prisonThe ranks of those incarcerated in state prisons have increased in unprecedented numbers over the past 10 years. Not surprisingly, courts demand that mental health screening and “treatment” (most often drugs) are given to those deemed mentally unstable.

Recent studies show that mental illness in prisoners is more prevalent than mental illness in the society at large.

Of course prisoners are obviously in a state of mental distress. He or she has committed crimes against others, transgressing against moral and ethical codes of society. He or she is locked up behind bars, away from family and friends. Depression would seem to be a likely outcome of these circumstances.

Statistics as early as 1975 underscored the insanity of giving psychotropic drugs to prisoners either depressed or with a propensity toward violence:

“…violent, aggressive incidents occurred significantly more frequently in Inmates who were on psychotropic medication than when these inmates were not on psychotropic drugs. Of these, antianxiety agents (diazepam in 81 percent of the cases), appeared to be most implicated, with 3.6 times as many acts of aggression occurring when inmates were on these drugs. For the other classes of psychotropic medication the aggressive incident rate was double the rate of those on no psychotropic medication.”

It is widely known that psychiatric drugs are a huge cash cow for pharmaceutical companies. For example, Zyprexa, a schizophrenia drug, represented 23% of Eli Lily’s total earnings in 2008. Johnson & Johnson, once known for band aids and baby shampoo, now makes 3.8 billion on their antipsychotic drugs.

Should we worry? The Affordable Care Act has already signed up prisoners in six states and counties. If the program is nationally implemented, the 7 million in prison, on probation or on parole (not to mention the 13 million incarcerated in county jails every year) will be eligible for psychiatric drugs subsidized by us, the taxpayers.

If psychiatrists in league with pharmaceutical companies have no compunction about drugging helpless foster children (youngsters on Medicaid are 4 times as likely to be given psychiatric drugs as their more affluent peers) it is unlikely they will have moral qualms about drugging convicted felons.

The online version of Psychology Today published a recent article by Robert Whitaker summing up the dangers (obviously known to mental health professionals) inherent in these medications:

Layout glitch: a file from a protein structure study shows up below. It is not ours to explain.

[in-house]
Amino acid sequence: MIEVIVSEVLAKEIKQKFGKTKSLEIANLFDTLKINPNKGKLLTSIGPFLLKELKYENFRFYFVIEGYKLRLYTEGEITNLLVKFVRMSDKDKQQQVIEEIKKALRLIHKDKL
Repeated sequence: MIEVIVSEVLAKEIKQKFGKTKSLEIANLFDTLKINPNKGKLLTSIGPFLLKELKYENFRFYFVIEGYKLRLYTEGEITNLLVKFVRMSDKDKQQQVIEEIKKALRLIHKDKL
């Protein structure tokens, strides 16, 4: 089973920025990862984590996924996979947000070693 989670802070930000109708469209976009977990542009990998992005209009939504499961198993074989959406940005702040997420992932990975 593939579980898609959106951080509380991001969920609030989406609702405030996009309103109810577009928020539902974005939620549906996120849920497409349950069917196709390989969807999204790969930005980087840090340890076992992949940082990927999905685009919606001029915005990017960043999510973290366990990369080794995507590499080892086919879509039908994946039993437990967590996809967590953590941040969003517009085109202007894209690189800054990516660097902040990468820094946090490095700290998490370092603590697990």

“… Moore and his collaborators extracted all serious events reports from the FDA’s database from 2004 through September 2009, and then identified 484 drugs that had triggered at least 200 case reports of serious adverse events (of any type) during that 69-month period. They then investigated to see if any of these 484 drugs had a ‘disproportionate’ association with violence. They identified 31 such drugs, out of the 484, that met this criteria.

“The 31 ‘suspect’ drugs accounted for 1527 of the 1937 case reports of violence toward others in the FDA database for that 69-month period. The drugs in that list of 31 included varenicline (an aid to smoking cessation), 11 antidepressants, 6 hypnotic/sedatives, and 3 drugs for attention deficit hyperactivity disorder. Antidepressants were responsible for 572 case reports of violence toward others; the three ADHD drugs for 108; and the hypnotic/sedatives for 97.”

A sensible man or woman may try to puzzle out why these drugs are still on the market, let alone given to criminals already known for violence. Unfortunately, one has only to follow the money trail to discover the lengths men will go to line their pockets at society’s expense.

http://link.springer.com/article/10.1023/A:1013164814732

http://www.jstor.org/discover/10.2307/3480747?uid=3739600&uid=2129&uid=2&uid=70&uid=4&uid=3739256&sid=21104590723883

http://www.ncbi.nlm.nih.gov/pmc/articles/PMC2274756/

http://www.anh-usa.org/making-criminals-more-violent/

http://www.psychologytoday.com/blog/mad-in-america/201101/psychiatric-drugs-and-violence-review-fda-data-finds-link